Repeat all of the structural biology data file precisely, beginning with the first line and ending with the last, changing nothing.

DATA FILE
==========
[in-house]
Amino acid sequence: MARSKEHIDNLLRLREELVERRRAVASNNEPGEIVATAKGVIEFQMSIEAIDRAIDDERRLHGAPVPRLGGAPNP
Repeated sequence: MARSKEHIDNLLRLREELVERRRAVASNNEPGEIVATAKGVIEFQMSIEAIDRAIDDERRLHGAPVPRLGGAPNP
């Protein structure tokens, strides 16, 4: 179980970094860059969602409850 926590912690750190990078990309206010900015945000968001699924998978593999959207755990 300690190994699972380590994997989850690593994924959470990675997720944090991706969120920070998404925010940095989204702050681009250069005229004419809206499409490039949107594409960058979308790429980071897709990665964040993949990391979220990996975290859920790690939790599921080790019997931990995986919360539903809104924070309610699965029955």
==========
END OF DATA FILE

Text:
[in-house]
Amino acid sequence: MARSKEHIDNLLRLREELVERRRAVASNNEPGEIVATAKGVIEFQMSIEAIDRAIDDERRLHGAPVPRLGGAPNP
Repeated sequence: MARSKEHIDNLLRLREELVERRRAVASNNEPGEIVATAKGVIEFQMSIEAIDRAIDDERRLHGAPVPRLGGAPNP
């Protein structure tokens, strides 16, 4: 179980970094860059969602409850 926590912690750190990078990309206010900015945000968001699924998978593999959207755990 300690190994699972380590994997989850690593994924959470990675997720944090991706969120920070998404925010940095989204702050681009250069005229004419809206499409490039949107594409960058979308790429980071897709990665964040993949990391979220990996975290859920790690939790599921080790019997931990995986919360539903809104924070309610699965029955």